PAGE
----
Drawbacks of Indexed Universal Life Insurance
There are several drawbacks associated with IUL insurance policies that critics are quick to point out. For instance, someone who establishes the policy over a time when the market is performing poorly could end up with high premium payments that don’t contribute at all to the cash value. The policy could then potentially lapse if the premium payments aren’t made on time later in life, which could negate the point of life insurance altogether.
Aside from that, keep in mind the following other considerations:
1. Possible Limits on Returns
Insurance companies can set participation rates for how much of the index return you receive each year. For example, let’s say the policy has a 70% participation rate. If the index grows by 10%, your cash value return would be only 7% (10% x 70%). While some policies give you 100% of the index return and even more, others set maximum participation rates below 100%.
In addition, returns on equity indexes are often capped at a maximum amount. A policy might say your maximum return is 10% per year, no matter how well the index performs. These restrictions can limit the actual rate of return that’s credited toward your account each year, regardless of how well the policy’s underlying index performs.
In that case, you may be better off investing in the market directly or considering a variable universal life insurance policy instead. But it’s important to consider your personal risk tolerance and investment goals to ensure that either one aligns with your overall strategy.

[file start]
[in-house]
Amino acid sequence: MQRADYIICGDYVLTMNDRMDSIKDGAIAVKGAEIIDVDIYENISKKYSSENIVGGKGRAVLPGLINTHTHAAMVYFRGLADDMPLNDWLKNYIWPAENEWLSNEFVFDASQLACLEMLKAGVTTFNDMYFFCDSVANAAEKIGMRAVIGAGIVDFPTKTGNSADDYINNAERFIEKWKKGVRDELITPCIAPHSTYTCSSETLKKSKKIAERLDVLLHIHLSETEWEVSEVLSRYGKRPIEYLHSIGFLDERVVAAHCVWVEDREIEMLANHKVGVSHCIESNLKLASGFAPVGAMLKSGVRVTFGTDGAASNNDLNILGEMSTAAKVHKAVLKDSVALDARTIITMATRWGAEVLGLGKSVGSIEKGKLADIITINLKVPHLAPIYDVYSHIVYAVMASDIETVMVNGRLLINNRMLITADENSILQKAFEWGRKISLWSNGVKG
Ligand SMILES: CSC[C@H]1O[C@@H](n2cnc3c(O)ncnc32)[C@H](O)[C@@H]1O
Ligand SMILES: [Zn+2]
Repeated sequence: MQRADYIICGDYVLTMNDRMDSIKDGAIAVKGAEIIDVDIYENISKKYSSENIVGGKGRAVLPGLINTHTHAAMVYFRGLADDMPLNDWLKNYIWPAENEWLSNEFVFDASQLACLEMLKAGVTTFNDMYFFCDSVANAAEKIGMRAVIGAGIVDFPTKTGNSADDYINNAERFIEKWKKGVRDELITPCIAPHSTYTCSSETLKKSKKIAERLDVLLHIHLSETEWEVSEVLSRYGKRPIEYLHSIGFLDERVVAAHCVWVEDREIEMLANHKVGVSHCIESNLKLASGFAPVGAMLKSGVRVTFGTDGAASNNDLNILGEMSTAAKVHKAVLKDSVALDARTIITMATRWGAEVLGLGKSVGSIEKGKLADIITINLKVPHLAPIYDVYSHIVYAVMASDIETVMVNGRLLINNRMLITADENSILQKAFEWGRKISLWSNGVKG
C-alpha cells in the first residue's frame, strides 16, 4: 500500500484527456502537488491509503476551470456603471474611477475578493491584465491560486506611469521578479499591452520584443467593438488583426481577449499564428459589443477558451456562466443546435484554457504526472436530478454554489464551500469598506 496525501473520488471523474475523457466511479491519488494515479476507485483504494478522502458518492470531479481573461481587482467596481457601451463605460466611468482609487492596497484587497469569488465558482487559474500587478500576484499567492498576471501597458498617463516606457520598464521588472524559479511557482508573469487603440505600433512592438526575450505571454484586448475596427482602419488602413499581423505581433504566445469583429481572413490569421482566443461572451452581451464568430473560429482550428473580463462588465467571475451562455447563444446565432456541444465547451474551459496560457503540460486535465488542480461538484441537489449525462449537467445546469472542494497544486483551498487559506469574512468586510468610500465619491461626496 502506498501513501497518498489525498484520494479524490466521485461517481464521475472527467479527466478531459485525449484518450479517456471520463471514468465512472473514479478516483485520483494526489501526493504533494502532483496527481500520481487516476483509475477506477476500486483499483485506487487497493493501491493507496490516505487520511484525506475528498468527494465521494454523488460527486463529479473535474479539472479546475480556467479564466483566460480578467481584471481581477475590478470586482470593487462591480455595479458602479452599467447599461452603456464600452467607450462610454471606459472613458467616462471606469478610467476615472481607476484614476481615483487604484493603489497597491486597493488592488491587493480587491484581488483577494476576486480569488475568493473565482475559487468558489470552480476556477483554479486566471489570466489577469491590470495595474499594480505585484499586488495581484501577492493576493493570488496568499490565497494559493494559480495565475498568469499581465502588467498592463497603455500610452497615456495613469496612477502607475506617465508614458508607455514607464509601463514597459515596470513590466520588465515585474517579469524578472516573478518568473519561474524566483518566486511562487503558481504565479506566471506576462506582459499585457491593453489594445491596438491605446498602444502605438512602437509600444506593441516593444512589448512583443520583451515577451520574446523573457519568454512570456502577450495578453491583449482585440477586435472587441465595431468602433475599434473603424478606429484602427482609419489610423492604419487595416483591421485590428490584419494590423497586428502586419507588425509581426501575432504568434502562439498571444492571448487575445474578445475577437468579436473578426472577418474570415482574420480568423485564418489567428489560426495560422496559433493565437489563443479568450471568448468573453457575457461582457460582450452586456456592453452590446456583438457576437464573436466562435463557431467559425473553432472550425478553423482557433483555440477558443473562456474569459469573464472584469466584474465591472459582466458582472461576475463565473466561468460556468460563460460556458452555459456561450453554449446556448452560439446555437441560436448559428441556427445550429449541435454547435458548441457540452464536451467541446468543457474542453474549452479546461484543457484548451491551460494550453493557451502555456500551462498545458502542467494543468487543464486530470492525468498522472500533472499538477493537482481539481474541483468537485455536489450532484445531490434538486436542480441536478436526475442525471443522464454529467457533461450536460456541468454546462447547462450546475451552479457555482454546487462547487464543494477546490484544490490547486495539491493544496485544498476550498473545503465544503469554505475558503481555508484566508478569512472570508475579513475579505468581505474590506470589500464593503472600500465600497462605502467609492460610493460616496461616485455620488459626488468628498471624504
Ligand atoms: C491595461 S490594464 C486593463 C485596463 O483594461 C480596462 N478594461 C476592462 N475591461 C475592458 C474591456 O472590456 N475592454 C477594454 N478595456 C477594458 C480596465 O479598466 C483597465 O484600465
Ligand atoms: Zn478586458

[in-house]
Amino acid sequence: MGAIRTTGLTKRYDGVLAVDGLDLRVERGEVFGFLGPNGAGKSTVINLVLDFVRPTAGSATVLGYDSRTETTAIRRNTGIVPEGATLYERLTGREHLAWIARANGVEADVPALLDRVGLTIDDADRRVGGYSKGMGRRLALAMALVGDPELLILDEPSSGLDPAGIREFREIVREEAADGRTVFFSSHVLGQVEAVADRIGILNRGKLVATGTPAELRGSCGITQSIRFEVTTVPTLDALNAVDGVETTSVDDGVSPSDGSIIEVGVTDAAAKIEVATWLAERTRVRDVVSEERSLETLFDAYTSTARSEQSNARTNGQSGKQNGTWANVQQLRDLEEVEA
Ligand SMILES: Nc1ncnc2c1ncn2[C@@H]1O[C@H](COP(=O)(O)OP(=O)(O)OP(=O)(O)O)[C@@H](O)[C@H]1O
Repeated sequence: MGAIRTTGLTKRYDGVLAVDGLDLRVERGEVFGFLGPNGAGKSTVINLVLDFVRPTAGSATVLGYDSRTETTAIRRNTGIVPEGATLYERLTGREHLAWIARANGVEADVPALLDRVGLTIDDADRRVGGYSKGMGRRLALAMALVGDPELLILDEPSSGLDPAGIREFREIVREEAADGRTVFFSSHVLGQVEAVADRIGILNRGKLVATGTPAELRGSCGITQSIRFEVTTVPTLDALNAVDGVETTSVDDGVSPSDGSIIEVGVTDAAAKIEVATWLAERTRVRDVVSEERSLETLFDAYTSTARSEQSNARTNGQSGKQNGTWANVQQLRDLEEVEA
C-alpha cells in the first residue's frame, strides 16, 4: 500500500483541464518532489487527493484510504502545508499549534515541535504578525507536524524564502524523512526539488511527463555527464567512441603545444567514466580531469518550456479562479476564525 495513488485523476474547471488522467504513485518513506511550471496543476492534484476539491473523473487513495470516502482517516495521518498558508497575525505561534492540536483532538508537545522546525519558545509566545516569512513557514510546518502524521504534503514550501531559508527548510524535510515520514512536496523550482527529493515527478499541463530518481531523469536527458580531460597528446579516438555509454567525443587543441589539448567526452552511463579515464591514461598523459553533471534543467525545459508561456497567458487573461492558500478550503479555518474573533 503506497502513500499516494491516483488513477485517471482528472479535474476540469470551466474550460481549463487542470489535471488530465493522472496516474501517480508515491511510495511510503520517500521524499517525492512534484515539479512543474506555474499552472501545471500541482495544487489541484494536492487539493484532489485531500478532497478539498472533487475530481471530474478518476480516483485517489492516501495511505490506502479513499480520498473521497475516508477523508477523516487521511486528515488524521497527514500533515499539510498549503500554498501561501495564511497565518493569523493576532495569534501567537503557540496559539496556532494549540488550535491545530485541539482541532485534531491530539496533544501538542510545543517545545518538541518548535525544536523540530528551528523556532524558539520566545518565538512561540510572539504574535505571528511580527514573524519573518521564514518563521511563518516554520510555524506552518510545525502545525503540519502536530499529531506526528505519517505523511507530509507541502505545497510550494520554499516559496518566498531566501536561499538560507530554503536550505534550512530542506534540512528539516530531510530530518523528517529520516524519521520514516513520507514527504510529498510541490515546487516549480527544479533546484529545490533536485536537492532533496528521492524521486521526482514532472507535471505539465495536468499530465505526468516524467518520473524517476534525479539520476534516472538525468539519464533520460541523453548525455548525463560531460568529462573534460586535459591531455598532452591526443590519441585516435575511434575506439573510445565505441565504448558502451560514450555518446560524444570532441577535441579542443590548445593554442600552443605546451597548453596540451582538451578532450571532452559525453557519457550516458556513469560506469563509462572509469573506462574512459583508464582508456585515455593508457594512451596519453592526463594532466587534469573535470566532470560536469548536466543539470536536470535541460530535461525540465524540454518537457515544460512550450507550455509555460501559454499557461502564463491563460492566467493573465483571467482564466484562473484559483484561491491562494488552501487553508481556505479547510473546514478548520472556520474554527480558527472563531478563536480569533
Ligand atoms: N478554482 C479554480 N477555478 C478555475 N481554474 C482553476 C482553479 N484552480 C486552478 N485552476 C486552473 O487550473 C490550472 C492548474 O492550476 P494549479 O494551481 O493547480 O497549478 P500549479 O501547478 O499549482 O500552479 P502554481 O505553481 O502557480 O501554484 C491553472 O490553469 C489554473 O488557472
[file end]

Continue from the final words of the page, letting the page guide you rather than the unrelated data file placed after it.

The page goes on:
2. Unpredictable Returns
Whole life insurance policies often include a guaranteed interest rate with predictable premium amounts throughout the life of the policy. IUL policies, on the other hand, offer returns based on an index and have variable premiums over time. This means that you have to be comfortable riding out fluctuations in returns while also budgeting for potentially higher premiums.
IUL insurance policies can come with a slew of fees and other costs, including:
- Premium expense charges
- Administrative expenses
- Fees and commissions
- Surrender charge
All of these fees and various costs can detract from the rate of return offered by your policy. That’s why it’s important to research the best life insurance companies so you understand what you’re paying for in coverage and getting in return.
Indexed Universal Life Insurance Benefits and Drawbacks
Provide higher returns than other life insurance policies.
Policies can be designed around your risk appetite.
Allows tax-free capital gains.
IUL does not reduce Social Security benefits.
Indexed Universal Life Insurance vs. Other Life Insurance Policies
Unlike other types of life insurance, the value of an IUL policy is tied to an index tied to the stock market. This means that the returns may vary, depending on the performance of the underlying index.
There are many other types of life insurance policies, explained below.